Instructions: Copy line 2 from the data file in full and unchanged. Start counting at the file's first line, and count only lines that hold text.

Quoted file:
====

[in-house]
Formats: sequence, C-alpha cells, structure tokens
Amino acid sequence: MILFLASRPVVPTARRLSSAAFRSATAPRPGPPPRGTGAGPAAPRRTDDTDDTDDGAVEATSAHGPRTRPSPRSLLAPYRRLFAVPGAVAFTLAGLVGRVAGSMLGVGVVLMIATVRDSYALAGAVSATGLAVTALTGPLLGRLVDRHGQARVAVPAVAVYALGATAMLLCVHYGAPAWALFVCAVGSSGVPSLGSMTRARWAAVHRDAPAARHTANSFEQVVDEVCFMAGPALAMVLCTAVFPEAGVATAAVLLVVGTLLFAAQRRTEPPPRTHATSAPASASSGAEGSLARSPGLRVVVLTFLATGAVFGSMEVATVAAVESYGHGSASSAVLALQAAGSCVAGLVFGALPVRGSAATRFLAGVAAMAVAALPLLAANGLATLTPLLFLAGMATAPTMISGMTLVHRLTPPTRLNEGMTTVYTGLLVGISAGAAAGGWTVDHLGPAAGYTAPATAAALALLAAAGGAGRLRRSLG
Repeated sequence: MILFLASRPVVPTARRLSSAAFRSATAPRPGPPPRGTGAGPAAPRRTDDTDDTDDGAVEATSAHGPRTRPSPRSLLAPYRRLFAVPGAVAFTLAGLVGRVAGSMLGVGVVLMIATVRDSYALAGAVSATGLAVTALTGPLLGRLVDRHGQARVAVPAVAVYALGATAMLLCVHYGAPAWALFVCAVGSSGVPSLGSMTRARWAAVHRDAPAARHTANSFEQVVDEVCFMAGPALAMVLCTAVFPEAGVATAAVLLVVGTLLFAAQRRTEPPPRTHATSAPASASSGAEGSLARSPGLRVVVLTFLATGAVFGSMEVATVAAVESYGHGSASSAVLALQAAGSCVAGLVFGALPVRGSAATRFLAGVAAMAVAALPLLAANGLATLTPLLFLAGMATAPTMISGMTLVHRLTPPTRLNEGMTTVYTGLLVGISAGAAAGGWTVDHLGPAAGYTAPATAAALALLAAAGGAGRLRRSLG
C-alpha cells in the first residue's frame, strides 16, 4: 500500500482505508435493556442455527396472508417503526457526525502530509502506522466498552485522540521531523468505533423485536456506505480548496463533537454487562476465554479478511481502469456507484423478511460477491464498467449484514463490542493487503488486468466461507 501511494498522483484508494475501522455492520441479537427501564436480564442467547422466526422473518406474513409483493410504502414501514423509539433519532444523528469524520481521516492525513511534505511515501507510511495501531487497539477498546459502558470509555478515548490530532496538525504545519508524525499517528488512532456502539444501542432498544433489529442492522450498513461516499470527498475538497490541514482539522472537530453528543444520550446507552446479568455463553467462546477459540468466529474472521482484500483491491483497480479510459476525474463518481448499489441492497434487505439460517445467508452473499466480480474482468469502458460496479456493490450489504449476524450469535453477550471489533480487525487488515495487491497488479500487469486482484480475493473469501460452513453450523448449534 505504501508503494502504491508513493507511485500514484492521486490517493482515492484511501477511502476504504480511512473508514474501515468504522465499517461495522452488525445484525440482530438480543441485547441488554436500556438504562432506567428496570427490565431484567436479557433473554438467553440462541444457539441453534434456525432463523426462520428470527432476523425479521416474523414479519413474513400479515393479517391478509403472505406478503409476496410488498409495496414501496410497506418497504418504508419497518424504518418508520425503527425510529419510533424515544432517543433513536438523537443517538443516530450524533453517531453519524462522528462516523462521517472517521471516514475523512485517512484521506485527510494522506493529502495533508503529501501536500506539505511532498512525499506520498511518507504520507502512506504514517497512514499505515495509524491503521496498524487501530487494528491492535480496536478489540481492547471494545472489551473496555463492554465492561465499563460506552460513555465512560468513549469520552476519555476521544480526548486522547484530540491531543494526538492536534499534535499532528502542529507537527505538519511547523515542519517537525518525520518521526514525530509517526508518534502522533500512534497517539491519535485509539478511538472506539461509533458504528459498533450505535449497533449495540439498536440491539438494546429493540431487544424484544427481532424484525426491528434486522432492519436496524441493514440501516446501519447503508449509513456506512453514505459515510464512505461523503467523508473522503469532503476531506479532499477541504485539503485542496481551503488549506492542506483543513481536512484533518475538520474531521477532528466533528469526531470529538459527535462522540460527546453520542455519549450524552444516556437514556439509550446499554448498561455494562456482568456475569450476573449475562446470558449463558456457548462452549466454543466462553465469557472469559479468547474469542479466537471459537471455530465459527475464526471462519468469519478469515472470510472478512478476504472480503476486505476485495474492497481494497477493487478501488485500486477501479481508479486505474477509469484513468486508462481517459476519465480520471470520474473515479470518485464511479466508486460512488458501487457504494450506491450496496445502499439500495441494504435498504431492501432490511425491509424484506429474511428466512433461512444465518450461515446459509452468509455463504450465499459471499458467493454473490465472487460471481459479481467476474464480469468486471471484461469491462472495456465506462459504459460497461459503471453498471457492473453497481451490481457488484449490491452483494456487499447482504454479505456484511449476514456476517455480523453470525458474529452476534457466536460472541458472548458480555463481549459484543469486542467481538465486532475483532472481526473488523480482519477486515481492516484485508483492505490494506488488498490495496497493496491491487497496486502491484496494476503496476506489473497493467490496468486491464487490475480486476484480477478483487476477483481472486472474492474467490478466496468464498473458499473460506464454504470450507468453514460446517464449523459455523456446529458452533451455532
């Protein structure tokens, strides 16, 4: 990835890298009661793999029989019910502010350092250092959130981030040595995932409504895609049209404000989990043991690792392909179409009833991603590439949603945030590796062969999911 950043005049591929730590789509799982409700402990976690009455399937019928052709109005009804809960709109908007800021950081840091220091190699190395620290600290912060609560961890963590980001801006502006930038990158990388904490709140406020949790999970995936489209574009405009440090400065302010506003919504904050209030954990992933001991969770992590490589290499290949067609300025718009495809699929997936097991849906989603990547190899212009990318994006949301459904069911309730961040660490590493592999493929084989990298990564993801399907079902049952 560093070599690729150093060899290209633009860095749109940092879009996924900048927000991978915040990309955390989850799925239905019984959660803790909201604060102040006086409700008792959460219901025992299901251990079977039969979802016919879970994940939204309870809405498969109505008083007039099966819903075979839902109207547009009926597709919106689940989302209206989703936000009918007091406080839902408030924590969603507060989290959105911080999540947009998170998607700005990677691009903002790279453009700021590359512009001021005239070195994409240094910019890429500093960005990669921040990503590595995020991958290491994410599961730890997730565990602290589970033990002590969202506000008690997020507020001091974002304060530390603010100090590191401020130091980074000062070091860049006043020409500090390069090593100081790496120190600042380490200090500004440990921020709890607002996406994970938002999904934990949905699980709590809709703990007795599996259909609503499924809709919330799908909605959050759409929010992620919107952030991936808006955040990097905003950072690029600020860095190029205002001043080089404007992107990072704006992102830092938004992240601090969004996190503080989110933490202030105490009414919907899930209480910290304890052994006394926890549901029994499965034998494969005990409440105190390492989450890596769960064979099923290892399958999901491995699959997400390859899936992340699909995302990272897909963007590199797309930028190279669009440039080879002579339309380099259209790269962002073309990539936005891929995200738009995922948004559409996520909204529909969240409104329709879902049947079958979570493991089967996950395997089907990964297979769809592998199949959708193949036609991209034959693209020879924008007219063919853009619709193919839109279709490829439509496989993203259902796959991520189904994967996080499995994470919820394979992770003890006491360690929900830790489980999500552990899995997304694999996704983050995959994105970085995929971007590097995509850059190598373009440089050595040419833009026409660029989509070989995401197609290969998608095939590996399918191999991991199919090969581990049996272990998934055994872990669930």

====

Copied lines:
Formats: sequence, C-alpha cells, structure tokens